Online Reputation Management for Doctors
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Online Reputation Management for Doctors
Curated and Written Articles to help Physicians and Other Healthcare Providers manage reputation online. Tips on Social media, SEO, Online Review Managements and Medical Websites
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12 Signs It's Time to Request a Client Testimonial

12 Signs It's Time to Request a Client Testimonial | Online Reputation Management for Doctors | Scoop.it

Developing a collection of outstanding client testimonials means not only delivering a great experience but also knowing how and when to ask your client for their thoughts. If you ask too soon, they might not be ready, but if you delay too long it might be too late. Look for one or more of these 12 signs it’s time to request a client testimonial and you’ll know when to get your testimonial request emails, phone call or face-to-face meeting ready.

 

12 Signs It’s Time to Request a Client Testimonial

1. The Praise Email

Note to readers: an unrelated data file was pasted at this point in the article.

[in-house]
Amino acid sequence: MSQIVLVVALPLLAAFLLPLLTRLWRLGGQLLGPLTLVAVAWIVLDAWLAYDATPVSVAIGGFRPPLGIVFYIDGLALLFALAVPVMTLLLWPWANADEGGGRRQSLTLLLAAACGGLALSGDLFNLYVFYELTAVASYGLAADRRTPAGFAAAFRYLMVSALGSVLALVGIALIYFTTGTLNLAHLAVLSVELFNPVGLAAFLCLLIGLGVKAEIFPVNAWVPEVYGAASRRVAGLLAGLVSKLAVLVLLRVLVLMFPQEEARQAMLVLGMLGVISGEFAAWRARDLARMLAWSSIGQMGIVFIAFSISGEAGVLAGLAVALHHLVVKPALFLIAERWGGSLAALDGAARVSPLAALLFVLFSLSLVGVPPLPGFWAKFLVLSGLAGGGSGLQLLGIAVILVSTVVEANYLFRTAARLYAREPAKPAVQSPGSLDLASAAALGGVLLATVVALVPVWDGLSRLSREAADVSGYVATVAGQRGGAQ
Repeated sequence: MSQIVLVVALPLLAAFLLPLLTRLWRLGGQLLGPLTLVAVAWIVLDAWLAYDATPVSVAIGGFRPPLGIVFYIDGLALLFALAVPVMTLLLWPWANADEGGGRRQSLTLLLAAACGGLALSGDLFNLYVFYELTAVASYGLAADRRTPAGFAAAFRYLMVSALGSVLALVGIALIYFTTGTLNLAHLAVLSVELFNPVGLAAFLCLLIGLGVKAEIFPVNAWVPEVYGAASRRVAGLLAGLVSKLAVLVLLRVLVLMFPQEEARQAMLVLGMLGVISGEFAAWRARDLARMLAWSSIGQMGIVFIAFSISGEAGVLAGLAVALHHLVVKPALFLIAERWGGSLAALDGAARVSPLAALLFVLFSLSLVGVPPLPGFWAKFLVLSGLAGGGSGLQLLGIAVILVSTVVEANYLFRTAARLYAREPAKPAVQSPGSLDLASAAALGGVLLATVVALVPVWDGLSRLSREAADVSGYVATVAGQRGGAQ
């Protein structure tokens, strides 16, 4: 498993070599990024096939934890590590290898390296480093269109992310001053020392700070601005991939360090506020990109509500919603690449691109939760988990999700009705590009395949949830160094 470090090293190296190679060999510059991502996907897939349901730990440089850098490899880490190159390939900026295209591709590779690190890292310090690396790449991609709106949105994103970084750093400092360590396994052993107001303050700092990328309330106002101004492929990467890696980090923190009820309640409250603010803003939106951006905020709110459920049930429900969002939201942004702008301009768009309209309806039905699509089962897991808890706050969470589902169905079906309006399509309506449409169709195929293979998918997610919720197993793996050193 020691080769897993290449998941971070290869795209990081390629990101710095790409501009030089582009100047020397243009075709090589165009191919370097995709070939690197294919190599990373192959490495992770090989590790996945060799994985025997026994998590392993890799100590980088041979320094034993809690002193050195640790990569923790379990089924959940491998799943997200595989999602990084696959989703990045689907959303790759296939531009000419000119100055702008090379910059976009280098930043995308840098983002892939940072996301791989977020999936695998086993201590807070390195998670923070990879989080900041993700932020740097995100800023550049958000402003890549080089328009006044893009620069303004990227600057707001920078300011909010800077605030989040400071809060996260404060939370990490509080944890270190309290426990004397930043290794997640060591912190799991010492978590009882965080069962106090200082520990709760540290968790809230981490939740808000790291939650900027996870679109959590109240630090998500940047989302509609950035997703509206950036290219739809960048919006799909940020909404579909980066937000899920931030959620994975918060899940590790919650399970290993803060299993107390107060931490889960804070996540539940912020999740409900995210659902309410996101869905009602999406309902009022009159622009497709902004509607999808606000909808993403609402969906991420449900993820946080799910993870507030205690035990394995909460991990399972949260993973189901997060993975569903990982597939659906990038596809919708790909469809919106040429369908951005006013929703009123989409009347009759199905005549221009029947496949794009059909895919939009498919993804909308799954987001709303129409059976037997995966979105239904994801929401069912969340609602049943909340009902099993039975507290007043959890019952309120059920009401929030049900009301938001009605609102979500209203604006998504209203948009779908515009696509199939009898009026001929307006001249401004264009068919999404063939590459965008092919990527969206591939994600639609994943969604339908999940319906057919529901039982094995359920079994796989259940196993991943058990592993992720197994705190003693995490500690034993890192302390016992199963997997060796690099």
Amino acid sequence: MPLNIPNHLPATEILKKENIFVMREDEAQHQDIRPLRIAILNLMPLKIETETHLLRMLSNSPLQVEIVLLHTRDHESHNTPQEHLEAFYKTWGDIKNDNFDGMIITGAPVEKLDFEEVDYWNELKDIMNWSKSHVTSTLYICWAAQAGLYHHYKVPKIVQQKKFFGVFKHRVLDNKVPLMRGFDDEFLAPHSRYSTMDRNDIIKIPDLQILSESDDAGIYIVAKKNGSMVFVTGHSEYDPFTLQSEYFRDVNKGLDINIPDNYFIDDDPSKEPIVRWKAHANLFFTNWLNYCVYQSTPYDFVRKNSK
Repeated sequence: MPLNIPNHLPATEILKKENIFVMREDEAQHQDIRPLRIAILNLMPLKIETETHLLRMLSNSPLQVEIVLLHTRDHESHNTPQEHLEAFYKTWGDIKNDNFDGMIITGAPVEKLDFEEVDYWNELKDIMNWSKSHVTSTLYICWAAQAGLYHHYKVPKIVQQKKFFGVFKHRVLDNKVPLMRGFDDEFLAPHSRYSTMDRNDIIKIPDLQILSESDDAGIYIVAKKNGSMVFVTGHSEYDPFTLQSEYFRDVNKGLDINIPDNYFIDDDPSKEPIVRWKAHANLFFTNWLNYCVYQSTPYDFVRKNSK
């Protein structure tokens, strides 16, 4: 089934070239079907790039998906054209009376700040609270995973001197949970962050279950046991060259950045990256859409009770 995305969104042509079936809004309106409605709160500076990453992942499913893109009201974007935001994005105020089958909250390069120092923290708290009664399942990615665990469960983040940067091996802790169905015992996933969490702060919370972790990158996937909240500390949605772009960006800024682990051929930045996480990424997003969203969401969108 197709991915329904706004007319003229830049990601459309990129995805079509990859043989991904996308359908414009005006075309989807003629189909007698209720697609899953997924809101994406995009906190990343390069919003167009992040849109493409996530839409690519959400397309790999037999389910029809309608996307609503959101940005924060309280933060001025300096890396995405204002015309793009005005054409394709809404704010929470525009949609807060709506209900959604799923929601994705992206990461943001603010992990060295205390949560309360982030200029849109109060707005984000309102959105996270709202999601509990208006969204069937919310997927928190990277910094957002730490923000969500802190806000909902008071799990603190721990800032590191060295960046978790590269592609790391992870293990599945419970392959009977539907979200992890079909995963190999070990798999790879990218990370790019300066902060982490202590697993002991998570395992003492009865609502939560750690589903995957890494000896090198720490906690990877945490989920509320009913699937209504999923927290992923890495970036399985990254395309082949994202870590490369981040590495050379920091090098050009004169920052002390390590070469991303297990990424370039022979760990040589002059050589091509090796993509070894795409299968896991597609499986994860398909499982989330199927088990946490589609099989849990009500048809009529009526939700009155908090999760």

If you consistently impress your clients, you’ve no doubt received more than one email full of praise. Your client has already gone out of their way to tell you what a great job you’ve done. This is the perfect time to ask for a customer testimonial. Make it easy for your client to submit a testimonial online and you can turn your high praise email into an official client testimonial.

2. A Stellar Meeting

When you meet with your client, sometimes everything just goes smoothly. Maybe you’ve delivered great news or you’ve reached a milestone together. For whatever reason, you know your client will leave your office feeling satisfied. This is a good time to ask for a client testimonial. Have question prompts and a way to record their testimonial ready, so you can get their information right away.

3. Tremendous Results

Some clients experience results that are even better than expected. When you deliver these results to your client, or when they see them for the first time, they’ll be likely to give a client testimonial. Explain the impact of the results if it’s not clear and give your client a moment to enjoy them before asking. Keep in mind that lawful testimonials must give an accurate representation of expected results; you may need to mention that this client’s results, though possible, aren’t typical.

4. Other Reviews